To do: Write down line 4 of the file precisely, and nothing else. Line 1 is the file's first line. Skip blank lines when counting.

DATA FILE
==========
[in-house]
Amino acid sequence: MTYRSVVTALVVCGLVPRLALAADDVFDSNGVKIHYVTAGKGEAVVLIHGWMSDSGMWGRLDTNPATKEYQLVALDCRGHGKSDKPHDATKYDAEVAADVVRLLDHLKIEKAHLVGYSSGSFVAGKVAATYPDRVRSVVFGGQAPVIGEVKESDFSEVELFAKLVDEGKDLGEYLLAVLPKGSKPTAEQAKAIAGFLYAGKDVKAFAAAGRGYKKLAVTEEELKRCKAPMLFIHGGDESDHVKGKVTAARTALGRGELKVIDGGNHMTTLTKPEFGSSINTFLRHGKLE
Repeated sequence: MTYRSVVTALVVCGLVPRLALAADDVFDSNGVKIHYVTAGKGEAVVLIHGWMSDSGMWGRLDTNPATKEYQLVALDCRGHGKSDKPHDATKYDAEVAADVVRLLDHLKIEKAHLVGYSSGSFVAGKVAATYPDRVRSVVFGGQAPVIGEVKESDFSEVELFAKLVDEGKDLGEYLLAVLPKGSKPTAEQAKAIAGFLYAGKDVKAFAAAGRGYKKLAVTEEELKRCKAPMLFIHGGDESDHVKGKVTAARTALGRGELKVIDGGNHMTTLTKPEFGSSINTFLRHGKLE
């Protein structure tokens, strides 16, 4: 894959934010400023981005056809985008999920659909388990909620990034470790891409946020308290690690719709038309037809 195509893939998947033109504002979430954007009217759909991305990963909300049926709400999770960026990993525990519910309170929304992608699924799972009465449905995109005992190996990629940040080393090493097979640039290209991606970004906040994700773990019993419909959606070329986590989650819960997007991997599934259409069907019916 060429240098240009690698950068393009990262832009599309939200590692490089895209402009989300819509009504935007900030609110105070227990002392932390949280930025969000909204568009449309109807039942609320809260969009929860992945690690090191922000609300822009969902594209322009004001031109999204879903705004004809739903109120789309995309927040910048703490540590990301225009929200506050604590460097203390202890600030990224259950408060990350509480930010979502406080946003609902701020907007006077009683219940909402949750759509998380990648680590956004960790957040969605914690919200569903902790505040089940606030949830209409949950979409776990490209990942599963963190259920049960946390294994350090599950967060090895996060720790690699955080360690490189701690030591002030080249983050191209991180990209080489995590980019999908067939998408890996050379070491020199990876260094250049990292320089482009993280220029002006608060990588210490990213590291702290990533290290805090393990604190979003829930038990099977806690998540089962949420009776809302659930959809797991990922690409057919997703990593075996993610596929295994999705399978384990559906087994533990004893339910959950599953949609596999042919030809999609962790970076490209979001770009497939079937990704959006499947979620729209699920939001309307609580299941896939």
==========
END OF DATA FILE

């Protein structure tokens, strides 16, 4: 894959934010400023981005056809985008999920659909388990909620990034470790891409946020308290690690719709038309037809 195509893939998947033109504002979430954007009217759909991305990963909300049926709400999770960026990993525990519910309170929304992608699924799972009465449905995109005992190996990629940040080393090493097979640039290209991606970004906040994700773990019993419909959606070329986590989650819960997007991997599934259409069907019916 060429240098240009690698950068393009990262832009599309939200590692490089895209402009989300819509009504935007900030609110105070227990002392932390949280930025969000909204568009449309109807039942609320809260969009929860992945690690090191922000609300822009969902594209322009004001031109999204879903705004004809739903109120789309995309927040910048703490540590990301225009929200506050604590460097203390202890600030990224259950408060990350509480930010979502406080946003609902701020907007006077009683219940909402949750759509998380990648680590956004960790957040969605914690919200569903902790505040089940606030949830209409949950979409776990490209990942599963963190259920049960946390294994350090599950967060090895996060720790690699955080360690490189701690030591002030080249983050191209991180990209080489995590980019999908067939998408890996050379070491020199990876260094250049990292320089482009993280220029002006608060990588210490990213590291702290990533290290805090393990604190979003829930038990099977806690998540089962949420009776809302659930959809797991990922690409057919997703990593075996993610596929295994999705399978384990559906087994533990004893339910959950599953949609596999042919030809999609962790970076490209979001770009497939079937990704959006499947979620729209699920939001309307609580299941896939």